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As for what else you need .. you will need .. something that monitors those cell level voltages ... and then takes action based on those voltages .. actions like .. Disable Charging when full .. Disable Discharging when empty .. take action to notify and protect when/if cells fail or get significantly out of balance .. and of course installing / mounting / connecting the cells-modules themselves.
Ah, I see, thank you. So folks have done some hard work, but only part-way there. If I really want a 'plug and play' type solution, I'd need a separate BMS that handles LTO cells, and then I can get simple "put the voltage in/out leads here".

Thanks!
 

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Pretty much the case. The LTO solution is pretty simple for the initial manual capability. If one wants a fully capable BMS, then you would need to add a BMS such as the Orion.

It all boils down to what is good enough. Many experimenters think the LTO packs themselves are good enough because they are quire stable and maintain balance quite well. An occasional manual rebalance might be needed.

A step more "managed" is to use the top balancing chips which retepsnikrep has recommended. They balance on charge, so they do a pretty good job with LTO.

If you want active minute to minute balance, then something like the Orion is needed.

Non of this is drop in, nor will it ever be. You have to be an experimenter at heart, but many such folks are making it work:)
 

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Discussion Starter #50
Pretty much the case. The LTO solution is pretty simple for the initial manual capability. If one wants a fully capable BMS, then you would need to add a BMS such as the Orion.

It all boils down to what is good enough. Many experimenters think the LTO packs themselves are good enough because they are quire stable and maintain balance quite well. An occasional manual rebalance might be needed.

A step more "managed" is to use the top balancing chips which retepsnikrep has recommended. They balance on charge, so they do a pretty good joy with LTO.

If you want active minute to minute balance, then something like the Orion is needed.

Non of this is drop in, nor will it ever be. You have to be an experimenter at heart, but many such folks are making it work:)
I think the above sums it up well. These LTO packs seem quite stable, even for people with no BMS.

We can now read the cell voltages from the onboard OEM BMS so can prevent cell over or under voltage scenarios by monitoring them and then controlling IMA assist/regen functionality.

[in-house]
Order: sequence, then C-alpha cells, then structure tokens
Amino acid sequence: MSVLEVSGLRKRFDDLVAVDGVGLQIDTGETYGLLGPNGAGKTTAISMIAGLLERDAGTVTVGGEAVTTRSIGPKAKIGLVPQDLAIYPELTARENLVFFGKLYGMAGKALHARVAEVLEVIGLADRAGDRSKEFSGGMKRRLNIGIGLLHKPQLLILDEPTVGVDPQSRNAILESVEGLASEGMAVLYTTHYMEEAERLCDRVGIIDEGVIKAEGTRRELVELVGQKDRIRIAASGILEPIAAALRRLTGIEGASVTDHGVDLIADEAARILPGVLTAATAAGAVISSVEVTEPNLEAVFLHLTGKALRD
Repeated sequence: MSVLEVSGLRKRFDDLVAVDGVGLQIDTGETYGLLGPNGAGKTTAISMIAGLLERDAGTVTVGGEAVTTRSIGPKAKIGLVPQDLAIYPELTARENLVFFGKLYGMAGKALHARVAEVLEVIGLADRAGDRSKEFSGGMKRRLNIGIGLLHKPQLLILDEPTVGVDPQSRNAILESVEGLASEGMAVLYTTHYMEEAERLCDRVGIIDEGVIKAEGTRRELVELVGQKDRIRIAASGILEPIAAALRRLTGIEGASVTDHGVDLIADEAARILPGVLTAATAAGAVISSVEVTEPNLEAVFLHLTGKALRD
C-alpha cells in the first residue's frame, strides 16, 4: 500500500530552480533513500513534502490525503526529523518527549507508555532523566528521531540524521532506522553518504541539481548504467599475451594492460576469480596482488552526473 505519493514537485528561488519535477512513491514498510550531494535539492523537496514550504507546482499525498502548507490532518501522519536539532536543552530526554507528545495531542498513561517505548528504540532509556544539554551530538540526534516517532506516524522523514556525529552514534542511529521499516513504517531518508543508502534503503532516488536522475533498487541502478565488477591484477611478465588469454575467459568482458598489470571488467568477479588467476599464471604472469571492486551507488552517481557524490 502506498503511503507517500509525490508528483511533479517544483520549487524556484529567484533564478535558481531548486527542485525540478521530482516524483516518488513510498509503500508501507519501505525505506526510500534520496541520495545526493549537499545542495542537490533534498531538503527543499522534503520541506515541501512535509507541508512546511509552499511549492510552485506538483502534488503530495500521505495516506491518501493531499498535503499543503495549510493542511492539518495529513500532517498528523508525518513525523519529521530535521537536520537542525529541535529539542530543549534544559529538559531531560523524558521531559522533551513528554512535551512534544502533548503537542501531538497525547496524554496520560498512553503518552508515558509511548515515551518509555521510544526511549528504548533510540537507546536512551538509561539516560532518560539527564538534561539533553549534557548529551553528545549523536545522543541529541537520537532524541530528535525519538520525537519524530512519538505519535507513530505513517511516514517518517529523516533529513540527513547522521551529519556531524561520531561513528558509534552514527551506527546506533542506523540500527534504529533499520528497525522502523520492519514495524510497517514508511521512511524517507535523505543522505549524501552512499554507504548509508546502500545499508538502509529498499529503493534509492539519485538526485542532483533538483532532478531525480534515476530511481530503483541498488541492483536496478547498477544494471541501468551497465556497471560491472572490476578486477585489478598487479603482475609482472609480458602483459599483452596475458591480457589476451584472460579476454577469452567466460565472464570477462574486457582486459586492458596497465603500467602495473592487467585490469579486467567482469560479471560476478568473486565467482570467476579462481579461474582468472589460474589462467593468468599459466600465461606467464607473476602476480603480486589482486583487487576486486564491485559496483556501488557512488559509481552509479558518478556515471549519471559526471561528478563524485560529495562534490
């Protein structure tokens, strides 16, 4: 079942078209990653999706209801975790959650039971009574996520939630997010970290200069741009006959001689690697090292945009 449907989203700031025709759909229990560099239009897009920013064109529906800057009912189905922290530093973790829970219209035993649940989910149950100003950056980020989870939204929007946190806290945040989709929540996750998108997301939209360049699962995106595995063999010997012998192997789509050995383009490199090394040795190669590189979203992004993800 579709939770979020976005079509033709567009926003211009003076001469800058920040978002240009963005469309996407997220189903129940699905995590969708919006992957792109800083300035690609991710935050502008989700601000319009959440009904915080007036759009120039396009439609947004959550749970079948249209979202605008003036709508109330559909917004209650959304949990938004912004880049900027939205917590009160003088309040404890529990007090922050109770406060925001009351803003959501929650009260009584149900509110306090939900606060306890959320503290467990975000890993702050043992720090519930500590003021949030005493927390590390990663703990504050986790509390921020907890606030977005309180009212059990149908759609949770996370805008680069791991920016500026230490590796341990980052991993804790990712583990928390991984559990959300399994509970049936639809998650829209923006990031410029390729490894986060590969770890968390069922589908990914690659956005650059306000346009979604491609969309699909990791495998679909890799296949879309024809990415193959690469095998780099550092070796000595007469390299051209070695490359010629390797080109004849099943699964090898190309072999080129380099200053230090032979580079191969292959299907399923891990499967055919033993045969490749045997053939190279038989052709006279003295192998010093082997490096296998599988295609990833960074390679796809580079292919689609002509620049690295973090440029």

IMHO minute to minute balancing is not required unless,
you are determined to get the last 0.1% out of an exhausted pack or into a fully charged one.

Top balancing during charging can be done with the simple bypass devices I proposed in the other thread.
We can monitor the effectiveness of that with our cell voltage readings.

Of course if you want it all combined and automated you will have to add an Orion2 or equivalent.
 

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I have a question I am hoping someone might help answer. I am using Honda Fit batteries in two different solar battery bank systems. One is a 48V and the other is 24V. I am wondering what someone is using to enable individual cell readings of charge. So far, I have learned that a BMS system doesn't seem to work on LTO batteries like they perform in Lipro4 to keep the cells balanced. I want to be able to have a reading, if possible, to apprise myself in the event a cell isn't keeping a proper balance of other cells in the battery modules. Hopefully, something is available for all 24 cells in each pack. On the 24V system, because I am paralleling each 12 cells, something in a 12 cell composition will work. I don't know how marrying the two 12 cell packs in series for a 48V battery will work. I want to run the 48V batteries at 60V nominal and 46V minimal however I intend to run the 24V at 30V nominal and 22.4V minimal due to the overall system setup.
Anything anyone can add will be greatly appreciated.
 

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Discussion Starter #52
I suggest you read up on all my LTO CAN BMS Research.
Watch a few videos from my YT channel then contact me..
I have a voltage reading device available for them..

 

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Thank you. I will bare my ignorance and ask you what the name of your YouTube channel is and, because I am new to this forum, how to navigate to find your written information. Electrical terminology is something I am having difficulty grasping so, I beg you to bear with me for asking questions that sound absolutely ridiculous to you. I have been one who can immediately imprint knowledge working hands on beside someone instructing me but, have difficulty grasping things in this area not knowing how certain functions are applied through reading. If it was possible, when viewing videos, to ask questions when one doesn't immediately understand something they see being done on a video, it would be most helpful. I have watched videos repeatedly when one small element is assumed by the presenter that skews the ability of the viewer to duplicate what is being presented.